Saturday, January 19, 2008

BOMBAY TO BANGKOK: MOVIE REVIEW

Cast: Shreyas Talpade, Lina Christianson
Director: Nagesh Kukunoor
Runtime: 120 min. (Citation needed)
Rating: Zero Stars
Genre: Comedy, Romance

If one were to stand at all the exit doors where this film is being screened, for a comment, I could bet it would be one word – Why? Why the trouble? You get the chance to make films, and you turn up with this, a dead end of a journey. Some might view this as a wasted opportunity, to make a fun-filled joy-ride about a fish-out-of-water, or some cockamamie about the interaction of two cultures. This is neither, and most importantly this is nothing. I’ll save you the reading, the sentences attempted below are as futile as the film. Let me get it real straight – Bombay to Bangkok is the kind of film you’ll curse yourself for, and you’ll get cursed for. I’m angry, I’m tired and this film is worth neither, not even remotely. And now, get back to the celebrations, no one gave us a chance at Perth. I didn’t.
While driving back from the theatre, I was rounding up all the methods at my disposal to warn you from watching this film. I still am. That is the best I can do, you know, for it is still a free country. The plot involves a dhaba cook Shankar (Talpade), who by a stroke of mother fortune lands his hand on a purse full of money. The money belongs to a, yeah you guessed it right, gangster. He flees off to Thailand, assuming the identity of a doctor. He crosses paths with a Thai beauty Jasmine (Lina Christianson) who happens to be a prostitute, and yes, she’s the lady on the poster. I am wrestling with the idea of writing down the entire story, to keep you off this film, but something inside me is warning me it would just be a cure. I rise up to the occasion, and as the old medical adage goes, I aspire for prevention. Weed it out.
The film, at least in theory, was never supposed to be a film about money, or chase in the first place. That is just a Maguffin; the film though finds its roots in its intention to enjoy itself through its various moments. It wants to be a big party, but it doesn’t look even it is invited to the bash. The atmosphere is fun in that morose way when it is raining outside, and there’s a blackout inside, and there’s no other option. You know you’re in trouble when a major part of the humor is derived from old age libido, Viagra, farts and the sound of oriental language. A Thai security guard shoots off his name, and we’re supposed to laugh since it is unpronounceable. There’s a jewellery store masquerading as a rapping gangster, too, and his part of the bargain is to struggle with rhyming dialogues, a la Gunda I guess. What’re we? Eight? Anyways, there’s too much flesh around for those impressionable minds.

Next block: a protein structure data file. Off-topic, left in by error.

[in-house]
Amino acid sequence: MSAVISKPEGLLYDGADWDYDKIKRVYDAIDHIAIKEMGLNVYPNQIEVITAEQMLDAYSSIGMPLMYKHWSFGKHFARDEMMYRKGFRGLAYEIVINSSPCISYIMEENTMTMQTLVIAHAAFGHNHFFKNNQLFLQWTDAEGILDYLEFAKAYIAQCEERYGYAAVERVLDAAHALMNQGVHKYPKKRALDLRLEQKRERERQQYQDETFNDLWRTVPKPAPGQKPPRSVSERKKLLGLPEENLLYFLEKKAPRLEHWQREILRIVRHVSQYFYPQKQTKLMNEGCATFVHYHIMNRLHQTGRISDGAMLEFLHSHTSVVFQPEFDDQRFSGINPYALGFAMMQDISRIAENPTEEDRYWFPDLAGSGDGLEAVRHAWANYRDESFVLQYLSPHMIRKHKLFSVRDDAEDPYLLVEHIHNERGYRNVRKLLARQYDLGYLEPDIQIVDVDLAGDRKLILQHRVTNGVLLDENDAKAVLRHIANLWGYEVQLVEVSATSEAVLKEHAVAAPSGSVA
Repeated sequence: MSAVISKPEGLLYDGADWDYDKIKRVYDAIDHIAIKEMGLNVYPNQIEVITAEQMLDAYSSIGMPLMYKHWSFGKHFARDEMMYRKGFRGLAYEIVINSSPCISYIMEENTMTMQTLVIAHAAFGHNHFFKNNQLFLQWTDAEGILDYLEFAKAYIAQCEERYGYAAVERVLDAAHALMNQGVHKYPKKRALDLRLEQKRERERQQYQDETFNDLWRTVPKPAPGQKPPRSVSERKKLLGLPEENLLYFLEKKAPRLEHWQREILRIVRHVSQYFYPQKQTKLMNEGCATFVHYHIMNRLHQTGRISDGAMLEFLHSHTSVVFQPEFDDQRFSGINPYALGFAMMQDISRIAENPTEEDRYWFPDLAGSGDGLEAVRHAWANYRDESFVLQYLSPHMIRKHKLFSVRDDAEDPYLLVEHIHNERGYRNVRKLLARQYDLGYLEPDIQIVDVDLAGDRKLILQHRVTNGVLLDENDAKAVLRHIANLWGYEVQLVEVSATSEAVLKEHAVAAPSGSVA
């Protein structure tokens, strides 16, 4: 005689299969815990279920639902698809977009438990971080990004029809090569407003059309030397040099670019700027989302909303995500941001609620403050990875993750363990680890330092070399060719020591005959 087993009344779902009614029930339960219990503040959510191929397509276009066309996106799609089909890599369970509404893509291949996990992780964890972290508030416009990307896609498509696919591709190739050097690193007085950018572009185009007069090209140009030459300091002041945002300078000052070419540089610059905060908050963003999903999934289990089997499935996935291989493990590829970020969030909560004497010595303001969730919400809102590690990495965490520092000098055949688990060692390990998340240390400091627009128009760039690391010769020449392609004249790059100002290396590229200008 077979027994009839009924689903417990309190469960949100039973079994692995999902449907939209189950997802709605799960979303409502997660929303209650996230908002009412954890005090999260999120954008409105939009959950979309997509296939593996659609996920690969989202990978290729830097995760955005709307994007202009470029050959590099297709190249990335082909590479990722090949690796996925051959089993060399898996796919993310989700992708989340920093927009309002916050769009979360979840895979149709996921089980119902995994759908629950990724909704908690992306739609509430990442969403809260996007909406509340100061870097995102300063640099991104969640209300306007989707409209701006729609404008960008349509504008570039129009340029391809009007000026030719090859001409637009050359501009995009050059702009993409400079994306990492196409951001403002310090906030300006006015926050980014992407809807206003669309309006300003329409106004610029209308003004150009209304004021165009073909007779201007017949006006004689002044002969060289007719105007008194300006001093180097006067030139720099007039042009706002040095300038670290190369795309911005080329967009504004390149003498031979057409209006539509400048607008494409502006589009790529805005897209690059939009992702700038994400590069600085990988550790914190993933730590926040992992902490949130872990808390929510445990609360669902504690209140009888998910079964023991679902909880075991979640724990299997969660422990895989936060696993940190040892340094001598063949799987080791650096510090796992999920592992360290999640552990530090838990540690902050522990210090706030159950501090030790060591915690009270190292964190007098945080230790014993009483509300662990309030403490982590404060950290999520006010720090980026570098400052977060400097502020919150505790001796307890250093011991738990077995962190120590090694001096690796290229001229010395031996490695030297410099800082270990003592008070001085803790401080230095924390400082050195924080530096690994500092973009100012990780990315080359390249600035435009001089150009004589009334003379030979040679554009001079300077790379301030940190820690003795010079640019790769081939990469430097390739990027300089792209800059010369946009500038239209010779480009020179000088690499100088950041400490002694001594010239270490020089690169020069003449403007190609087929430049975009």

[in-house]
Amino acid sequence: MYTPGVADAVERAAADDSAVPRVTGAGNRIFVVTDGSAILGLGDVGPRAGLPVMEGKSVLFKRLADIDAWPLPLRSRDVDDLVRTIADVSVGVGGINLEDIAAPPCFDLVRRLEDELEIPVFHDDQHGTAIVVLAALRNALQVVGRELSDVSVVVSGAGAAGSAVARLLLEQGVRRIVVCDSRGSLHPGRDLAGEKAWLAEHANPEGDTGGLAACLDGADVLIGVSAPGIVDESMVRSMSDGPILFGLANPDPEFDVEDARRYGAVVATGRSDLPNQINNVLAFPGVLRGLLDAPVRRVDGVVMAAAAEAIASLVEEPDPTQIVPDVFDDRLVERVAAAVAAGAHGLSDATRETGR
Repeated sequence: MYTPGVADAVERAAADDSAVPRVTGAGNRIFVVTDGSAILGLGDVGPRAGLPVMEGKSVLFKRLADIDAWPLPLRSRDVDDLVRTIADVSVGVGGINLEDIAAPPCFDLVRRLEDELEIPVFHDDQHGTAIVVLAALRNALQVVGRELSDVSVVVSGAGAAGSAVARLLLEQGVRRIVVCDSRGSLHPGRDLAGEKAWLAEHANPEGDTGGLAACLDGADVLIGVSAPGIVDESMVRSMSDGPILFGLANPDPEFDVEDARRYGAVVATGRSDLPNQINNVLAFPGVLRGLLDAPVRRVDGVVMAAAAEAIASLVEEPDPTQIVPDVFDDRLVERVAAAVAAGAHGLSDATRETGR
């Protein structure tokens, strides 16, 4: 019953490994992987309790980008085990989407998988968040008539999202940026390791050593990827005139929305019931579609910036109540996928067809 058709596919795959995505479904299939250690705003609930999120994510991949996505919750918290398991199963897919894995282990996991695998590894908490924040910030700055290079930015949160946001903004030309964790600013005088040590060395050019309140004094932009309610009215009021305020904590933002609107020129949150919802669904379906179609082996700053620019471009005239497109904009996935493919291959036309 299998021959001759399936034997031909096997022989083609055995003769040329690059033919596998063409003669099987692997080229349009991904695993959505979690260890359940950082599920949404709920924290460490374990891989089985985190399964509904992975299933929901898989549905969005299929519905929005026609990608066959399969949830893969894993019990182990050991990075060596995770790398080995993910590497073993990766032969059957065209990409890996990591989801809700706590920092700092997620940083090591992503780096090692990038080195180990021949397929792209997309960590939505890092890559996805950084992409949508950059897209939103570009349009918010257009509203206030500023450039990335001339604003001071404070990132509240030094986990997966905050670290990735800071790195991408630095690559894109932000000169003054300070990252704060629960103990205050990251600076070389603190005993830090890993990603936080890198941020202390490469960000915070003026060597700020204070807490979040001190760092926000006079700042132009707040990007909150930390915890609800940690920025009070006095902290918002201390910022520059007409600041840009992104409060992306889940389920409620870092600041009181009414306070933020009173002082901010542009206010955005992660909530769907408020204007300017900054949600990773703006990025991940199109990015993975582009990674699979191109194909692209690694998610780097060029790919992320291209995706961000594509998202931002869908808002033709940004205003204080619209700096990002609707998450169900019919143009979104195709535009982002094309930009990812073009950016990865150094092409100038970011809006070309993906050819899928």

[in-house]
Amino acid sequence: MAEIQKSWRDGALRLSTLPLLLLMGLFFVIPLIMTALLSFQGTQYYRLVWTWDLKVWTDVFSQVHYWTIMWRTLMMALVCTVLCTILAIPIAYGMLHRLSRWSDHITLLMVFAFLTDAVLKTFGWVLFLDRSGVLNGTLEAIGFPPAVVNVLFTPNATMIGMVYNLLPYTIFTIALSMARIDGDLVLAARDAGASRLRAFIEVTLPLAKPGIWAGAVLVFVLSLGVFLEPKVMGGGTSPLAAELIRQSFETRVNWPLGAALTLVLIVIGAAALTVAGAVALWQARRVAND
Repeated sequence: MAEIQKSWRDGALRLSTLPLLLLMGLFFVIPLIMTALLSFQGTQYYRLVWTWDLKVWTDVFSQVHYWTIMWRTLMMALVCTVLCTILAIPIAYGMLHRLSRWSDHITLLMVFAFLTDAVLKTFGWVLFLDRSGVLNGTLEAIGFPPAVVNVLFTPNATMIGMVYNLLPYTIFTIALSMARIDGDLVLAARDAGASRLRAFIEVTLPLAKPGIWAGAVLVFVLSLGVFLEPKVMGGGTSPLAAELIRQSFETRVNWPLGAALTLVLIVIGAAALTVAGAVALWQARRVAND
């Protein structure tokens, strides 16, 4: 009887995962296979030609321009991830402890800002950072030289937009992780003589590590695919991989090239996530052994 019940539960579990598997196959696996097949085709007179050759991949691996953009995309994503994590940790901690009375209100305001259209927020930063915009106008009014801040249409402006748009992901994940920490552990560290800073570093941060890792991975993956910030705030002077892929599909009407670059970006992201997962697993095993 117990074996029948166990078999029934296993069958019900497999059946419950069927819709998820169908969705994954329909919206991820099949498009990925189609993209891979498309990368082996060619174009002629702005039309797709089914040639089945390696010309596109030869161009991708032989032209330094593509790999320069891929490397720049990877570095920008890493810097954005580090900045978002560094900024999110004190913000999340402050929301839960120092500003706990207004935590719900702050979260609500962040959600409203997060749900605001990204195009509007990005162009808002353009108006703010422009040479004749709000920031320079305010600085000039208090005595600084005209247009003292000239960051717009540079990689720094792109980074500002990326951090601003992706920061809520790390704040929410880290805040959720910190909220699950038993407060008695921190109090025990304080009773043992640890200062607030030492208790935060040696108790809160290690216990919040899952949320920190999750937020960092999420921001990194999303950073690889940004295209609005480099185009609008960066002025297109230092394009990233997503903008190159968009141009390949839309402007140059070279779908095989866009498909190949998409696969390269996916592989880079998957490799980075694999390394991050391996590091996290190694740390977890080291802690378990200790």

Slapstick used to have significantly better players (David Dhawan), and used to be considerably more fun. Here, under the pretense of the ‘new’ face of Indian cinema, it is the same old dish, but a tasteless one at that. Consider this – as Shankar walks into Jasmine’s room, the soundtrack plays John Strauss’ Blue Danube. Just as it is with this film, and most of the films nowadays, it is a dead end. It has no purpose, other than to show off. The sequence goes on to that music, and just as the comedy assumes the slightest color of romance, the score unashamedly and abruptly drops the waltz for the conventional twinkler. The innocent love. Good lord. The romantic moment passes by, and the waltz remains on the floor. A dead end, just as the film and the supposed new face. Let me tell you though, I’ve seen the new face, and its love for the medium, and it doesn’t remotely look like this. This is good old fashioned showoff riding high on pretense.
Predictably, the film aspires to come of age, mature, by gradually moving from comedy on language to romance transcending the boundaries. But that is just theory. In practice though, it takes one scene, on the beach, under the starlit sky, and abracadabra. And yeah, one page, for each of them, containing enough words in the other language for both our transcending birds. The script does a roll-call of all the necessary plot markers – the money-purse following a different itinerary, the birds having a small pre-romance fight (I couldn’t find no reason), the final drama surrounding our male-bird’s identity –each of them a number, yell out – Present, Sir. I’m not sure, but just as with Iqbal this script too seems to have been written in record time. And just as that time around, it feels like it, maybe even shorter.
If I was in the job, and this was supposed to be the training, I sure as hell couldn’t have come up with a more agonizing film to test my endurance. I hungered for the exit, those four red letters and the dial of my watch offering the best visuals through the entire film. I have not set foot on foreign soil, but for its entire cultural trip, the film doesn’t boast of one insight that is novel. Just the good old shallow idea – we’re all the same but different. It is so ecstatic at discovering it that it decided to jump into a gratuitous song, it seems was written on the spot. I have often wondered why a professional film critic might gripe about his job. Kyle Smith, Raja Sen and many more, from time to time. I could only imagine the answer, now I can understand. Reviewing a film is a great joy, and such films suck it out in its entirety. All they leave at the end is a nagging little headache, which if closely introspected, would reveal to be frustration. And deeper still, at the core, a question written, seemingly in gold– does such a film deserve to be viewed to be reviewed?

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